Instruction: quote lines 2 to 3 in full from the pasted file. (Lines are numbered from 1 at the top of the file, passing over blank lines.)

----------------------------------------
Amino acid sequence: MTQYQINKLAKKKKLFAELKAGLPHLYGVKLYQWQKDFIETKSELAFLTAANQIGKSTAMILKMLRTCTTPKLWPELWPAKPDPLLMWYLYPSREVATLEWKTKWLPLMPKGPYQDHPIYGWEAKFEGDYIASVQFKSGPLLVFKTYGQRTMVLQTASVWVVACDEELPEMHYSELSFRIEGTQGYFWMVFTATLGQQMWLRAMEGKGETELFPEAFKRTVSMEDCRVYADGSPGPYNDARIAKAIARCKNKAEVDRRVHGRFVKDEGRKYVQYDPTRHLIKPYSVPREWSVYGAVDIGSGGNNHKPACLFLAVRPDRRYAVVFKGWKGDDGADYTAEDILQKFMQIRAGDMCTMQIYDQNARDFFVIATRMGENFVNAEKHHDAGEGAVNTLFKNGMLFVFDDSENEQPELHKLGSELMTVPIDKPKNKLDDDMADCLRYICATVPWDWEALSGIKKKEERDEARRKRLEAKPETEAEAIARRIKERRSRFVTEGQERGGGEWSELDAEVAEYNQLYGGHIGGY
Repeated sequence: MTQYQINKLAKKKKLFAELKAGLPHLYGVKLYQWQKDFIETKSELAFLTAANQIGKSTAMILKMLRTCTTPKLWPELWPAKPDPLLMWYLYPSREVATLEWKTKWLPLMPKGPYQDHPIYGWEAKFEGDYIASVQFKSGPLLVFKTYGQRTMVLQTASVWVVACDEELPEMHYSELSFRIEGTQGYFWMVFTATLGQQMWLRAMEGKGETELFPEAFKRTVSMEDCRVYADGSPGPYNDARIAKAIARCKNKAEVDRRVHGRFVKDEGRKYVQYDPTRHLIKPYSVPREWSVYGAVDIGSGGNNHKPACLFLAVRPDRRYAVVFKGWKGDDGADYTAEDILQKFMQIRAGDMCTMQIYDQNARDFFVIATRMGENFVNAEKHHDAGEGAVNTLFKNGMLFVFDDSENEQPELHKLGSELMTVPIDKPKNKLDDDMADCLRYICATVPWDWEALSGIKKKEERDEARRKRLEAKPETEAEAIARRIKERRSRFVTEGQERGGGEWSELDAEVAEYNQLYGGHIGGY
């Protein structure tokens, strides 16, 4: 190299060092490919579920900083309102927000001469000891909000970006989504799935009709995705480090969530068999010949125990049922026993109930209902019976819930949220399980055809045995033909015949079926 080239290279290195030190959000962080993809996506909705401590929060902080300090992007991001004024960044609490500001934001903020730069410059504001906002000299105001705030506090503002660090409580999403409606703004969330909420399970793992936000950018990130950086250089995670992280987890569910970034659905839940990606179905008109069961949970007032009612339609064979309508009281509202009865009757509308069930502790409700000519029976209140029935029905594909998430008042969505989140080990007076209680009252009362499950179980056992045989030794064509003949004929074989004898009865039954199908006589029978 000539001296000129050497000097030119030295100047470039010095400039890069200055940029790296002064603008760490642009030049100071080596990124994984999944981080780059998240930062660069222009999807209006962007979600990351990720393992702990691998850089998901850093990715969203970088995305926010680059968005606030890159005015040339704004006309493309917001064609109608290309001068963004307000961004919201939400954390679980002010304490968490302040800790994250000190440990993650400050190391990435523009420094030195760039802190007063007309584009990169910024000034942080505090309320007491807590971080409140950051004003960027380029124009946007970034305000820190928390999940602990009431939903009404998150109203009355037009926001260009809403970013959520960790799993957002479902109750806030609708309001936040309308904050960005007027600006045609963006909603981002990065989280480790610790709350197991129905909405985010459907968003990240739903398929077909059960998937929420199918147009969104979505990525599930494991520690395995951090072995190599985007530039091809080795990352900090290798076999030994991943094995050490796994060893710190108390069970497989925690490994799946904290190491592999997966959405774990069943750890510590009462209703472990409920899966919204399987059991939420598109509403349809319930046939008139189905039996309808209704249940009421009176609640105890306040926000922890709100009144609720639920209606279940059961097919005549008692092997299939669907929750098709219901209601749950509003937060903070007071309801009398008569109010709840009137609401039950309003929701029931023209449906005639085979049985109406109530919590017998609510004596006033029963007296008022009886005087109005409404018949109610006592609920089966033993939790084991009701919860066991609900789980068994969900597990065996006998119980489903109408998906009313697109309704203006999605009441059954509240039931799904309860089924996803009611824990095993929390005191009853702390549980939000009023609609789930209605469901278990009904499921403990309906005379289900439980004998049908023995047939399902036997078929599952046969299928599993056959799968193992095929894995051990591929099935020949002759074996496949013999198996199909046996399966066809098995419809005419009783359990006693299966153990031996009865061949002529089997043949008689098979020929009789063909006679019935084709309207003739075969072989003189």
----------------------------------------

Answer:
Repeated sequence: MTQYQINKLAKKKKLFAELKAGLPHLYGVKLYQWQKDFIETKSELAFLTAANQIGKSTAMILKMLRTCTTPKLWPELWPAKPDPLLMWYLYPSREVATLEWKTKWLPLMPKGPYQDHPIYGWEAKFEGDYIASVQFKSGPLLVFKTYGQRTMVLQTASVWVVACDEELPEMHYSELSFRIEGTQGYFWMVFTATLGQQMWLRAMEGKGETELFPEAFKRTVSMEDCRVYADGSPGPYNDARIAKAIARCKNKAEVDRRVHGRFVKDEGRKYVQYDPTRHLIKPYSVPREWSVYGAVDIGSGGNNHKPACLFLAVRPDRRYAVVFKGWKGDDGADYTAEDILQKFMQIRAGDMCTMQIYDQNARDFFVIATRMGENFVNAEKHHDAGEGAVNTLFKNGMLFVFDDSENEQPELHKLGSELMTVPIDKPKNKLDDDMADCLRYICATVPWDWEALSGIKKKEERDEARRKRLEAKPETEAEAIARRIKERRSRFVTEGQERGGGEWSELDAEVAEYNQLYGGHIGGY
């Protein structure tokens, strides 16, 4: 190299060092490919579920900083309102927000001469000891909000970006989504799935009709995705480090969530068999010949125990049922026993109930209902019976819930949220399980055809045995033909015949079926 080239290279290195030190959000962080993809996506909705401590929060902080300090992007991001004024960044609490500001934001903020730069410059504001906002000299105001705030506090503002660090409580999403409606703004969330909420399970793992936000950018990130950086250089995670992280987890569910970034659905839940990606179905008109069961949970007032009612339609064979309508009281509202009865009757509308069930502790409700000519029976209140029935029905594909998430008042969505989140080990007076209680009252009362499950179980056992045989030794064509003949004929074989004898009865039954199908006589029978 000539001296000129050497000097030119030295100047470039010095400039890069200055940029790296002064603008760490642009030049100071080596990124994984999944981080780059998240930062660069222009999807209006962007979600990351990720393992702990691998850089998901850093990715969203970088995305926010680059968005606030890159005015040339704004006309493309917001064609109608290309001068963004307000961004919201939400954390679980002010304490968490302040800790994250000190440990993650400050190391990435523009420094030195760039802190007063007309584009990169910024000034942080505090309320007491807590971080409140950051004003960027380029124009946007970034305000820190928390999940602990009431939903009404998150109203009355037009926001260009809403970013959520960790799993957002479902109750806030609708309001936040309308904050960005007027600006045609963006909603981002990065989280480790610790709350197991129905909405985010459907968003990240739903398929077909059960998937929420199918147009969104979505990525599930494991520690395995951090072995190599985007530039091809080795990352900090290798076999030994991943094995050490796994060893710190108390069970497989925690490994799946904290190491592999997966959405774990069943750890510590009462209703472990409920899966919204399987059991939420598109509403349809319930046939008139189905039996309808209704249940009421009176609640105890306040926000922890709100009144609720639920209606279940059961097919005549008692092997299939669907929750098709219901209601749950509003937060903070007071309801009398008569109010709840009137609401039950309003929701029931023209449906005639085979049985109406109530919590017998609510004596006033029963007296008022009886005087109005409404018949109610006592609920089966033993939790084991009701919860066991609900789980068994969900597990065996006998119980489903109408998906009313697109309704203006999605009441059954509240039931799904309860089924996803009611824990095993929390005191009853702390549980939000009023609609789930209605469901278990009904499921403990309906005379289900439980004998049908023995047939399902036997078929599952046969299928599993056959799968193992095929894995051990591929099935020949002759074996496949013999198996199909046996399966066809098995419809005419009783359990006693299966153990031996009865061949002529089997043949008689098979020929009789063909006679019935084709309207003739075969072989003189």